A Curious Beginning Review
A Perilous Undertaking Review


The Enchanted Forest Chronicles by Patricia C. Wrede

In Wrede’s Enchanted Forest Chronicles we have two female characters that deserve recognition. First we have Cimorene, a princess from a land where women were expected to learn needle point and giggle prettily behind dainty fans. Cimorene is having none of that nonsense and instead goes to work for the king of the dragons, go on adventures, and save two kingdoms from evil wizards. She is pretty bad ass.

Also in these books is the witch Morwen. Morwen casts aside all preconceived notions of what it is to be a proper witch, makes her own decisions, and is side by side with Cimorene saving the Enchanted Forest. Both of these characters are prime examples of female strength in literature.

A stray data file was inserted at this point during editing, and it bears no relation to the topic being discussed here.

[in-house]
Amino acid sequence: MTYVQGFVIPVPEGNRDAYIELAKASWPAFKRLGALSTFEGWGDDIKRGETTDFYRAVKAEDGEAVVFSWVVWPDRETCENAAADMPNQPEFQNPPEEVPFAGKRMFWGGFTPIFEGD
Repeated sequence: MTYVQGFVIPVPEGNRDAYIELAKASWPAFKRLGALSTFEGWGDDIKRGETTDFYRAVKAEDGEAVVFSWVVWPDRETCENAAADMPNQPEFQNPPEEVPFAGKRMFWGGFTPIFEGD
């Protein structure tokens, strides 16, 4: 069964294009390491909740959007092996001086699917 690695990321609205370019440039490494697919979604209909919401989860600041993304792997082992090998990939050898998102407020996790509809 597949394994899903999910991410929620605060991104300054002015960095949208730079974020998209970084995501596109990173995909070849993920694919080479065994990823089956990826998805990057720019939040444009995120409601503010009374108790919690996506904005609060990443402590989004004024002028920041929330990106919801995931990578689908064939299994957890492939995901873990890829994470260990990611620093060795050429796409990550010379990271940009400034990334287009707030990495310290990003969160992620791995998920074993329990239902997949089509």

Bitterblue (Graceling Realm #3) by Kristin Cashore

I have probably talked about Bitterblue until I am blue in the face. No matter where I am, where I’ve moved, or what I am doing, picking up a copy of Bitterblue feels like home. Bitterblue is the queen of a kingdom in a state of terrible turmoil. Her people have been lied to, manipulated, used, abused, and murdered all during her father’s reign. This queen, little more than a child, has to find the strength to lead them out of that darkness. Her determination in the face of terrible odds always gives me heart. She doesn’t give up, doesn’t give in, and she is always trying to do her very best and beyond for the people she governs. Bitterblue is amazing.

Bitterblue Review


There are my top five on a Top Ten Tuesday. I did not want to add characters simply for the task of finding ten of them. I wanted to give you characters that I truly thought displayed strength, courage, intelligence, and perseverance. Something I love about the fantasy genre is that, for the most part, it is unafraid to give us shining examples of strong female characters and that is, to put it simply, beautiful.

15 thoughts on “Top Ten Tuesday – Female Literary Leads

  1. I actually didn’t like Lila very much in the beginning but slowly warmed up to her as I kept reading and was totally in love by the end!